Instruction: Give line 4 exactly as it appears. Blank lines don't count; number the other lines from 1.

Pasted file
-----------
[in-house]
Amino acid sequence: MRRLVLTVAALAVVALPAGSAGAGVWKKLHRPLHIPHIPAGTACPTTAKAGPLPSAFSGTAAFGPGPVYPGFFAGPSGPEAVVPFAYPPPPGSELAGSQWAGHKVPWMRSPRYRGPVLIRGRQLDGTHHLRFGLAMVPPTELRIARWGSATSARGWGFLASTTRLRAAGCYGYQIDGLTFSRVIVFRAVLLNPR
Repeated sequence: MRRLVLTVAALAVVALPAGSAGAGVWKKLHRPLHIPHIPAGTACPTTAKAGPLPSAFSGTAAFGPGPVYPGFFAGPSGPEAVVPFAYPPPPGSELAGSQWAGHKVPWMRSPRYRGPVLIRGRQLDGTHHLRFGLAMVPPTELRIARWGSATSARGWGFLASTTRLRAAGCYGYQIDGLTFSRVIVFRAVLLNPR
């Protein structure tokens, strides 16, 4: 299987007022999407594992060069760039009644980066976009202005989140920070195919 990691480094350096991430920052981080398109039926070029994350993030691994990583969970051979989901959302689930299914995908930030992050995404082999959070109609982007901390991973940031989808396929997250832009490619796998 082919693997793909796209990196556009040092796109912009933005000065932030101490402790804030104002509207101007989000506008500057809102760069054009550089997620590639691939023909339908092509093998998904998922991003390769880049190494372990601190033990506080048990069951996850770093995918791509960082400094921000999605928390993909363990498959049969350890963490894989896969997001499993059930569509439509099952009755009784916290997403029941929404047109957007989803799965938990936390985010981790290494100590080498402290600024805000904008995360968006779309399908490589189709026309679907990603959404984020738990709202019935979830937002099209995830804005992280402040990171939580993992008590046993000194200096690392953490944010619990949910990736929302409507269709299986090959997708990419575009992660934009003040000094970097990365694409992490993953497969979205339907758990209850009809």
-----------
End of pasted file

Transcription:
């Protein structure tokens, strides 16, 4: 299987007022999407594992060069760039009644980066976009202005989140920070195919 990691480094350096991430920052981080398109039926070029994350993030691994990583969970051979989901959302689930299914995908930030992050995404082999959070109609982007901390991973940031989808396929997250832009490619796998 082919693997793909796209990196556009040092796109912009933005000065932030101490402790804030104002509207101007989000506008500057809102760069054009550089997620590639691939023909339908092509093998998904998922991003390769880049190494372990601190033990506080048990069951996850770093995918791509960082400094921000999605928390993909363990498959049969350890963490894989896969997001499993059930569509439509099952009755009784916290997403029941929404047109957007989803799965938990936390985010981790290494100590080498402290600024805000904008995360968006779309399908490589189709026309679907990603959404984020738990709202019935979830937002099209995830804005992280402040990171939580993992008590046993000194200096690392953490944010619990949910990736929302409507269709299986090959997708990419575009992660934009003040000094970097990365694409992490993953497969979205339907758990209850009809």